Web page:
In attendance: Tim, Andrew, Paul and Nate
Yet another design day on the CAN nodes. Here's what we talked about:
References for the PIC Section:
We talked about zener voltage references versus buried zeners versus other devices. We're looking for something in a tiny SOT23 package - turns out there's a lot available.
We were concerned about the precision reference necessary to acheive less than 1 LSb error on the PIC's 10bit ADC across the industrial temperature range (-40C - 80C). It turns out after a bit of work (i.e., ridiculous algebra mistakes) we calculated that we need a tempco of less than 7.5ppm/degC. This is tight, but easily obtainable via Digikey parts (e.g., LM4010).
Tuning Local Oscillators:
First we talked about tuning the local oscillators: in our case, the PIC18F458 will use a 10MHz crystal and with the onboard digital phase-locked loop (DPLL) multiply it by 4 to get 40MHz.
Although it's better to sync everything together (see below), tuning the PIC's main crystal oscillators could work as well. To do this, we'd need a variable capacitor to tune the crystal circuit to the right frequency. We can get surface mount variable caps, but they're twitchy and who wants something that's mechanical when you've got 15g's on launch. So we discussed tuning the circuit and then replacing the variable cap with a fixed one... but this is difficult since at these low capacitances (10's of pF) it's difficult to measure capacitance and there are all sorts of parasitics that make the variable cap different from a regular cap.
One solution is to replace the mechanical variable cap with the equivalent electrical version - the varicap. The varicap is a reversed biased diode whose PN junction acts like a capacitor whose capacitance is proportional to the voltage across it. So now we can tune the oscillator with a voltage, measure the DC voltage, and replace it with a few fixed resistors. Nice, but more components than the mechanical variable cap and another circuit to design.
Synchronizing all of the Switching Regulators:
Each CAN board has it's own Battery Voltage (~14V) to 5V buck converter. The buck converter chip we're using has it's own RC oscillator that drifts between 1.2 - 1.4MHz. The high frequency turns out to be good for small components and high efficiency, but we're worried that all of that noise in that 1.2 - 1.4MHz band will negatively affect the various radio receivers. In particular, the 2m DTMF uplink has IFs (Intermediate Frequencies) at 455KHz and 10.7MHz according to a phone call with Glenn. This seems ok, since 10.7MHz is at larger than the 7th harmonic of 1.4MHz, so the switching noise should be fairly attenuated. But after looking into the old GPS board specs, it turns out it has an IF of 1.27MHz - right in the switching band.
Note that since the buck converter chips are relaxation oscillators, you can synchronize them to a frequency that's faster than the fastest frequency they oscillate at - which would be at least 1.5MHz in our situation.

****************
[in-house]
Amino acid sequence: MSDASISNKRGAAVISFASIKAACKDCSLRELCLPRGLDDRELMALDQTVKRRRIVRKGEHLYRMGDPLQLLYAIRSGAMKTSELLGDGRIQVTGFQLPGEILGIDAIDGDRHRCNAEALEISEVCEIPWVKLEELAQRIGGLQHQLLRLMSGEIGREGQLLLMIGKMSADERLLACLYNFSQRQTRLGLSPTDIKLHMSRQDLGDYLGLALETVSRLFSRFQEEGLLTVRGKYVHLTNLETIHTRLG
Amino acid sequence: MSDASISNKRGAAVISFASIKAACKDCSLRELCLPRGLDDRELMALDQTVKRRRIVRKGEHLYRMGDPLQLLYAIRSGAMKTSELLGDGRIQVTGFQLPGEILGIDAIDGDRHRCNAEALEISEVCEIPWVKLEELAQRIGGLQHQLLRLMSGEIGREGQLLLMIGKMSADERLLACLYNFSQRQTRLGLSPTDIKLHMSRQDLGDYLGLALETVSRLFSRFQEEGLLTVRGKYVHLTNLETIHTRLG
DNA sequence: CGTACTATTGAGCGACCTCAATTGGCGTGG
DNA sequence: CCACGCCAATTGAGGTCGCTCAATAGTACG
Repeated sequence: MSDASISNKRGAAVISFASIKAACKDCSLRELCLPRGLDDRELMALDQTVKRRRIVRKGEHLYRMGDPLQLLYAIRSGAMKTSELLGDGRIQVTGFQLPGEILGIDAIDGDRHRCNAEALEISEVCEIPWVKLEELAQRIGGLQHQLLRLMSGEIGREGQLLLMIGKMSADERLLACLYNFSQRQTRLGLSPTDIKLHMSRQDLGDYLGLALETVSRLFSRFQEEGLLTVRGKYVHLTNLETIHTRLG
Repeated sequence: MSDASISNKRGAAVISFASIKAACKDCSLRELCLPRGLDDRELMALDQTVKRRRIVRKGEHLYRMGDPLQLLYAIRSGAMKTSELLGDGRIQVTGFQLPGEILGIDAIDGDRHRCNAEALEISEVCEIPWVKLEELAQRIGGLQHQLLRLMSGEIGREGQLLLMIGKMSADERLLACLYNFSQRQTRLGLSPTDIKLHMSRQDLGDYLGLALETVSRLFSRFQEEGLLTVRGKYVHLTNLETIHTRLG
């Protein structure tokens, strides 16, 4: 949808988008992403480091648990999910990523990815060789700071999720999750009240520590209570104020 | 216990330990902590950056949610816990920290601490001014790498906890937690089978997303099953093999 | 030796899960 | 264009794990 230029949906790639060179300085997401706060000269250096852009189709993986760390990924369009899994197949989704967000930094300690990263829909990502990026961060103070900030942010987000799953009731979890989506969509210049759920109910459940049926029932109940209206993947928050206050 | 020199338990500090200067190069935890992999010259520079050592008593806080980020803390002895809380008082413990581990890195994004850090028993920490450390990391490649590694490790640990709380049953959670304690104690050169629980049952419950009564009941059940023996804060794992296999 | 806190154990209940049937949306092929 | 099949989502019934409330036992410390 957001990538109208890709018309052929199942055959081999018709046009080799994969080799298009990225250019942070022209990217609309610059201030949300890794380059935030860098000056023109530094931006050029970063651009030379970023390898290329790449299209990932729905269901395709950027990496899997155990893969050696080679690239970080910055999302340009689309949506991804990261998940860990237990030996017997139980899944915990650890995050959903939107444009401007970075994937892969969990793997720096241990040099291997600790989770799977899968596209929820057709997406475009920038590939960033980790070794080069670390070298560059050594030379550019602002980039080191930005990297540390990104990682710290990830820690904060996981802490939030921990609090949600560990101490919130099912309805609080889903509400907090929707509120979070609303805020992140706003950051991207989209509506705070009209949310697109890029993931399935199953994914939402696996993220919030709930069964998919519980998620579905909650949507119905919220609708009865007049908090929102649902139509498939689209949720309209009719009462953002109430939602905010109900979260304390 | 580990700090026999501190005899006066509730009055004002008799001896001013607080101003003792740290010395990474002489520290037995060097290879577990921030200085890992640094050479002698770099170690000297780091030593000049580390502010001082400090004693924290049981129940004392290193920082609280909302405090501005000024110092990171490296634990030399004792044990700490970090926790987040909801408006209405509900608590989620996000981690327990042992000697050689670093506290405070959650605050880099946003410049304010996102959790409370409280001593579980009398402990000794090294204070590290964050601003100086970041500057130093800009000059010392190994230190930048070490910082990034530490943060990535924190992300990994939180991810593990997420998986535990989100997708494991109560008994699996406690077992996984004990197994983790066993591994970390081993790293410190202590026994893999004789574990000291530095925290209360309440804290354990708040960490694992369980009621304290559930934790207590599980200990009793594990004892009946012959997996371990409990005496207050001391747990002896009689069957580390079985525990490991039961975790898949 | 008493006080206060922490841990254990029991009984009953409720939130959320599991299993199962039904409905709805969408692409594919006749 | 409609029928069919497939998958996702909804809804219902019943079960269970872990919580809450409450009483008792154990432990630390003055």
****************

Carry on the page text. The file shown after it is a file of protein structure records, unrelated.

So we discussed many ways of syncing up all of the local oscillators on the board. We talked about threading a 10KHz line from the GPS to all of the CAN nodes, using a PLL and VCXO (voltage controlled crystal oscillator) to sync the 10MHz to the 10KHz, and then dividing that 10MHz down by 6 to get 1.667 MHz for the buck converter.
This would be a GREAT solution - we'd have all the converters and processors synched to UTC (what more could you want?). However, we don't have time for anything like this - designing a circuit like this could be weeks to months if it turned out to be harder than we imagined.
So we decided on a compromise - we'd run the buck converter off of the PIC's 10MHz crystal and get a switching speed of 1.667MHz with +/- 50ppm over temperature. With this solution, we sync the buck frequency to above all of the close IF's we know about, it only requires a divide by 6 chip (probably an SO8 PIC) and we can be pretty sure that all of the converters will be running at within a few kHz of each other.
System Power States:
We then talked about how we'd turn the damn thing on and off. This is more of a problem than you'd think - we don't really want an off switch which could fail during flight, but it's hard to turn on a circuit remotely once you've cut all power to it.
We came up with three power states:
We physically disconnect the battery. In this case, EVERYTHING is off as long as the external supply is off. Obvsiouly, with the battery disconnected, we can't charge it (unless we rig up some kind of external charger).
2) Power Off.
In this case, the Smart Battery System/Umbilical PIC asserts the(UV) and (SD) lines on the SB charger chip. This effectively disconnects the rest of the avionics from the battery AND the external supply. Note that the SBS/Umb. PIC, battery charger, and SB electronics are STILL on even when the rest are off. Another problem is that you CAN'T charge the battery in this "Power Off" state since the UV and SD pins effectively disconnect the external shore power from the battery.
In this mode, the power is on but everything is in low power mode. The CAN nodes are sleeping, the RF amplifiers are off, etc. In this mode, we can charge the batteries.
Obviously, everything is running as necessary. We can be charging the battery as we run the avionics from ground power.
Future Avionics Meetings:
Paul and Nate have a conflict with Wednesday night meetings, so we're probably going to keep trying to work on Sundays from 11:00am - ~ 3:00pm.